Cafe Josie: An Oldie But A Goodie
Dining Guide to Local Austin Restaurants
DINING PICK: CAFE JOSIE
This Clarksville gem is an oldie but goodie.
Here’s an idea: Instead of Ubering across town to experience Austin’s Next Big Thing, stick close to home and dine at your favorite neighborhood joint, a gem in your own backyard like Café Josie. Ensconced in a quiet pocket of Clarksville, this West Austin eatery has been satisfying friends and neighbors for almost twenty years.
Reflective of Clarksville’s Craftsman architecture, the restaurant’s century-old bungalow sits under a canopy of shade trees in historic Pecan Square, tucked behind a beauty salon, an oyster bar, and one of the city’s best art galleries. Inside are original brick floors, antique doors, soaring ceilings, and a cozy little four-seat bar. Intimate yet relaxed, its casually chic dining rooms are illuminated by dappled sunshine at lunch and flickering votives at dinner. There’s even a rustic patio outfitted with wooden picnic tables like those in Clarksville’s nearby parks.
The menu is globally inspired with regional, fresh ingredients. We started with beer-battered soft shell crawfish, which are dipped in tempura-light batter and fried until golden brown, served atop creamed corn and confit fingerling potatoes, then drizzled with sweet chili sauce. Next came fried Brussels sprouts, tossed in a Dijon rum glaze and studded with rum soaked cherries and crunchy candied pecans. Chilled gazpacho was the soup du jour and had big, bold flavors while retaining its brightness and zing.
Although seasonally rotating, the menu includes a few mainstays, like the goat ribs —and for good reason. Savory, succulent ribs were braised until tender and falling off the bone, and bathed in a rich, exotic mole sauce. The sea scallops were also a standout. Plump and sweet, they were seared to a golden crust and nestled in medley of zucchini, mushrooms, shishito peppers, and blue corn puree, and topped with a hint of achiote spice. Broiled tilefish with mixed vegetables in an aromatic broth was a refreshingly light nightly special.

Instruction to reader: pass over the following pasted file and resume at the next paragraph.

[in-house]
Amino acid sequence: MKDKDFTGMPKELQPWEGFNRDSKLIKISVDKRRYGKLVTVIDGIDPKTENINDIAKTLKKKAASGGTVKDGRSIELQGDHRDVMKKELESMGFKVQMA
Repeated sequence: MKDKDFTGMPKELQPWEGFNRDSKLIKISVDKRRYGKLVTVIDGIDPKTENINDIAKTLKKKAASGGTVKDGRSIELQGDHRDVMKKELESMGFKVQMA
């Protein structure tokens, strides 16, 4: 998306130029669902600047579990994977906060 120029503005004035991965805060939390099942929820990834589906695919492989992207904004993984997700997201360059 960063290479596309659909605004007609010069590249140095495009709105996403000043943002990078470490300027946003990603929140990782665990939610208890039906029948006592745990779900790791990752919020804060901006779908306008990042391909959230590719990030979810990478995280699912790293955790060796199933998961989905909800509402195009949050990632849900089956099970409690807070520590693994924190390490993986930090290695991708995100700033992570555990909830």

Portions at Café Josie are generous, so we barely had room for dessert. Forcing ourselves to share a crème brulee, we quickly regretted not ordering our own. Decadently rich and creamy, infused with ginger and vanilla bean, and topped with poached blackberries, it’s one of Austin’s best.
Serving beer and wine only, Café Josie has a notable wine program. We enjoyed a Brocard Kimmeridgien Chardonnay from Burgundy, a quirky Serjina BaRose Nebbiolo rosé, and with dessert, a silky glass of Italian vin santo. Once a month, visiting winemakers showcase their wares and co-host wine dinners at the restaurant.
Although Café Josie has been a Clarksville institution for almost two decades, it remains fresh and relevant. A new generation recently took over the reigns from founder Charles Mayes, whose daughter is the restaurant’s namesake. Already familiar to Café Josie patrons, new owner Cody Taylor and recently appointed Executive Chef Todd Havers rose up the ranks after being with the restaurant for years. They are slowly putting their own mark on this Clarksville favorite, while still keeping things familiar and neighborly.
Photography by Eat Your Heart Out Photography